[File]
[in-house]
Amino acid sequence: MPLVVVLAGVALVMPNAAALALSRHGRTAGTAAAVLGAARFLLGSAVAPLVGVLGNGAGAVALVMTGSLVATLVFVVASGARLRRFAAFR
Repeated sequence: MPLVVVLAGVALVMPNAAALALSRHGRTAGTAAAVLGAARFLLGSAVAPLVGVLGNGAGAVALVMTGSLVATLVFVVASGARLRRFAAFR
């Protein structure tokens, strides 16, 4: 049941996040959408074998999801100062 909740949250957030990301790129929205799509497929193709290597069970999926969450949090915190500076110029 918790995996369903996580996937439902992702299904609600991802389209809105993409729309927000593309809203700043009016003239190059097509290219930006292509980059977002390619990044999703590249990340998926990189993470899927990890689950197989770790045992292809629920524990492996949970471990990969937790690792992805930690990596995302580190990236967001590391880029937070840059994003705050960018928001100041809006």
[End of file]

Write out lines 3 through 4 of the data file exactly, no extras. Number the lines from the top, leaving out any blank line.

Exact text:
Repeated sequence: MPLVVVLAGVALVMPNAAALALSRHGRTAGTAAAVLGAARFLLGSAVAPLVGVLGNGAGAVALVMTGSLVATLVFVVASGARLRRFAAFR
């Protein structure tokens, strides 16, 4: 049941996040959408074998999801100062 909740949250957030990301790129929205799509497929193709290597069970999926969450949090915190500076110029 918790995996369903996580996937439902992702299904609600991802389209809105993409729309927000593309809203700043009016003239190059097509290219930006292509980059977002390619990044999703590249990340998926990189993470899927990890689950197989770790045992292809629920524990492996949970471990990969937790690792992805930690990596995302580190990236967001590391880029937070840059994003705050960018928001100041809006």